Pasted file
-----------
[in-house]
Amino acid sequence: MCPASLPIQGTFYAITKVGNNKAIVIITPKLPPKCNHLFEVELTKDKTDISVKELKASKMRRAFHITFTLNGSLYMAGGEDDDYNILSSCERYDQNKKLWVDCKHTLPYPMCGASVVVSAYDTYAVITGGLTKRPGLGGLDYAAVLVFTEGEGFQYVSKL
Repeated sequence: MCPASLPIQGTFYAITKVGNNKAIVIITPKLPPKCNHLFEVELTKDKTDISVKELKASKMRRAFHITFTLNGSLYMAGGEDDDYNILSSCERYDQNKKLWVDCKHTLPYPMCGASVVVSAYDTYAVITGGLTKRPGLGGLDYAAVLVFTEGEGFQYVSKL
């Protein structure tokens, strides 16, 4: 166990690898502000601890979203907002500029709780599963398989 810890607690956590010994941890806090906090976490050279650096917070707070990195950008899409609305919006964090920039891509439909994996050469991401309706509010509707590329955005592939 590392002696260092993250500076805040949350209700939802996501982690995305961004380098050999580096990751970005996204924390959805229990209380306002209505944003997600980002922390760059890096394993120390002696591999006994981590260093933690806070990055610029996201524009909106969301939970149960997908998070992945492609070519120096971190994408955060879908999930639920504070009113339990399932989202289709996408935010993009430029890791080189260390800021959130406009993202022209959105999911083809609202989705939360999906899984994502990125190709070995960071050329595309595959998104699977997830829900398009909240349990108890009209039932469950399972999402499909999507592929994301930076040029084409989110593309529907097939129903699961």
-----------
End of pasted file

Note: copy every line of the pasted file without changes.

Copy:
[in-house]
Amino acid sequence: MCPASLPIQGTFYAITKVGNNKAIVIITPKLPPKCNHLFEVELTKDKTDISVKELKASKMRRAFHITFTLNGSLYMAGGEDDDYNILSSCERYDQNKKLWVDCKHTLPYPMCGASVVVSAYDTYAVITGGLTKRPGLGGLDYAAVLVFTEGEGFQYVSKL
Repeated sequence: MCPASLPIQGTFYAITKVGNNKAIVIITPKLPPKCNHLFEVELTKDKTDISVKELKASKMRRAFHITFTLNGSLYMAGGEDDDYNILSSCERYDQNKKLWVDCKHTLPYPMCGASVVVSAYDTYAVITGGLTKRPGLGGLDYAAVLVFTEGEGFQYVSKL
């Protein structure tokens, strides 16, 4: 166990690898502000601890979203907002500029709780599963398989 810890607690956590010994941890806090906090976490050279650096917070707070990195950008899409609305919006964090920039891509439909994996050469991401309706509010509707590329955005592939 590392002696260092993250500076805040949350209700939802996501982690995305961004380098050999580096990751970005996204924390959805229990209380306002209505944003997600980002922390760059890096394993120390002696591999006994981590260093933690806070990055610029996201524009909106969301939970149960997908998070992945492609070519120096971190994408955060879908999930639920504070009113339990399932989202289709996408935010993009430029890791080189260390800021959130406009993202022209959105999911083809609202989705939360999906899984994502990125190709070995960071050329595309595959998104699977997830829900398009909240349990108890009209039932469950399972999402499909999507592929994301930076040029084409989110593309529907097939129903699961």